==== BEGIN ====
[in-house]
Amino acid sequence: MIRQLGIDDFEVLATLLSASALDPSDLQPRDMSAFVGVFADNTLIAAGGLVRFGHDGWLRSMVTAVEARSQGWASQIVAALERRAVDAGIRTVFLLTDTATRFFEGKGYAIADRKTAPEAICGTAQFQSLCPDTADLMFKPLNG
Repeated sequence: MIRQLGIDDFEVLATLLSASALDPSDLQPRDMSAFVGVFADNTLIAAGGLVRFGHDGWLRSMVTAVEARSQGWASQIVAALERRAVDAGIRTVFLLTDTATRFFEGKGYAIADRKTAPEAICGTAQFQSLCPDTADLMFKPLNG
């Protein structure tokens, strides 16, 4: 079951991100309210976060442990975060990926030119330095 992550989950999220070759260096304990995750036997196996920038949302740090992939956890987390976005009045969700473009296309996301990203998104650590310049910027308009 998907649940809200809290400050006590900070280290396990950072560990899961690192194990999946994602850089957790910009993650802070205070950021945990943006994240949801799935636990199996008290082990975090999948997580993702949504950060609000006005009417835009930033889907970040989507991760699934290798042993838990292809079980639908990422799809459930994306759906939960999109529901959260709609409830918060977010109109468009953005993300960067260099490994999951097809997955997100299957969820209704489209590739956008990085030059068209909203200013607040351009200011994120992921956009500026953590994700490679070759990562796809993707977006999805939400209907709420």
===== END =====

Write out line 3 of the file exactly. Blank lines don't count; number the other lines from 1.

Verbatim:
Repeated sequence: MIRQLGIDDFEVLATLLSASALDPSDLQPRDMSAFVGVFADNTLIAAGGLVRFGHDGWLRSMVTAVEARSQGWASQIVAALERRAVDAGIRTVFLLTDTATRFFEGKGYAIADRKTAPEAICGTAQFQSLCPDTADLMFKPLNG